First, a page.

We arrived to find the place bustling with activity, so we got our zip lining tickets and then headed to a restaurant to pass the wait time with some tasty soup and good conversation. We opted for the longer (and slower) of the two possible zip lines because it allowed us to "drop in" on Nami Island and have a look around before we headed home. The other zip line goes to Jara Island is shorter and faster. Riding the zip line was a fun filled descent into a lovely little island. The wind rippled and the harness bobbed a bit. R's line ended up going faster and somehow I came to a dead stop before I could get out, so an attendant had to push me to the finish line. That made me feel like a kid again. Fun times! It's an exciting minute or so and it's more dangerous than a roller coaster.

See below for some photos of the renowned island...our trip back to Cheorwon proved long and eventuful thanks to waiting in the rain, dealing with line jumpers, and running for our bus in Chuncheon. We took the 33-5 out of Gapyeong, got off at the train station, and got on the ITX into Chuncheon. Once there, we dashed to the bus terminal at the E-Mart 10 minutes away. We ran in, got the tickets, and got on the last bus out with seconds to spare.

Zip lining at Nami Island.
The last vestiges of the autumn foliage. Beautiful stuff.

The big field in the middle of Nami.

A big ol' statue of a mother and her boy on the island. We found it striking.
I snapped this picture while riding the elevator to the zip line platform. Nami Island is straight ahead. The zip wires are faintly visible.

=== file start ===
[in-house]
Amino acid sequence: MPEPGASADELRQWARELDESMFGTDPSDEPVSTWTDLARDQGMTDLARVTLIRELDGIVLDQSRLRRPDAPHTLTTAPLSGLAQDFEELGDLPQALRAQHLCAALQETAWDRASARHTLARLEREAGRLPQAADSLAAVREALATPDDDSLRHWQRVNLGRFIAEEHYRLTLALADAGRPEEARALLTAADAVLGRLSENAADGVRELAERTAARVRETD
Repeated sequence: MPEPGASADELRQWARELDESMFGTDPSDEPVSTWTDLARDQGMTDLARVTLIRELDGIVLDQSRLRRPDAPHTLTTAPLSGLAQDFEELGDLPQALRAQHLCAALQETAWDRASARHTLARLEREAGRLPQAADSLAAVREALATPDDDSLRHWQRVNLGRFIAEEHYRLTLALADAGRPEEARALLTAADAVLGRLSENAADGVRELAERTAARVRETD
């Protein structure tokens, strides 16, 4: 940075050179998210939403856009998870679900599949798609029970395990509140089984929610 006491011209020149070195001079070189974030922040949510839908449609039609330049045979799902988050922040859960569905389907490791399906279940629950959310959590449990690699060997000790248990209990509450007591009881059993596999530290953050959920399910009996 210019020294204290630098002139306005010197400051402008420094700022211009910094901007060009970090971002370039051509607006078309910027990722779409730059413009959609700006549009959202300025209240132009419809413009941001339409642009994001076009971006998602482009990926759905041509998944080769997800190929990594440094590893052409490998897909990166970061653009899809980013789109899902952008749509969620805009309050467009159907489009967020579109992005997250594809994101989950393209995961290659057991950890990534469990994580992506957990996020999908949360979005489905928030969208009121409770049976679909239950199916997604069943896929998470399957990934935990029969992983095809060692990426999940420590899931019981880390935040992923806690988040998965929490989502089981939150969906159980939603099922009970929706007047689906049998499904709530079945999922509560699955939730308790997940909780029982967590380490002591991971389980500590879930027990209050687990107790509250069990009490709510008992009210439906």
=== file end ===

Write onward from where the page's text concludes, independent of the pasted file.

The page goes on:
People disembarking from the ferry. The sky looked good, but it quickly got overcast and began raining intermittently. Look closely and you'll see the restaurant sign for dalkgalbi [닭갈비]. Gapyeong's near Chuncheon, which is famous for dalkgalbi

The looming zip line tower.
Tour buses here, tour buses there, tour buses everywhere.

Transit info:

Sincheorwon to Pocheon: 45 minutes.
[The 10am bus to Chuncheon was late, so a 15 minute wait was actually 30 minutes]
Pocheon to Gapyeong Terminal: 90 minutes
[~10 minute wait for the 33-5 bus]
Gapyeong Terminal to Nami Dock: ~10 minutes

The ride home took much longer than anticipated. Please be advised: Nami draws the crowds and you will be waiting in line for a bus or taxi. Also please note that you may have to hold your place in line, as a group tried to cut in line. The 5 of us barely made it on the bus. This behavior's uncommon for Korea, but it does happen: Groups have been known to cut in line at the last second for buses.

Wednesday, November 6, 2013

The College Entrance Examination pep rally

Tomorrow, 7 November, marks the day of the exalted College Entrance Examination. The Examination's the culmination of all those years of studying, for the students' scores on the test will largely determine what universities they can enter. Not only that, but their universities will largely determine what companies will hire them after they graduate. It's a serious occasion. This year's an especially interesting one because these are the students I met as 1st graders upon arriving here 2 years ago. It'll be bittersweet to see them move on. The year isn't finished yet, but they've nearly reached the top of their mountain. FIGHTING!
The high school and girl's middle school principal giving a speech. The banner talks about amazing test scores and realizing your dreams.

We commemorated The Day Before with a pep rally to raise their spirits. The principal and head teacher gave speeches and we cheered for the 3rd graders. They went home after the rally.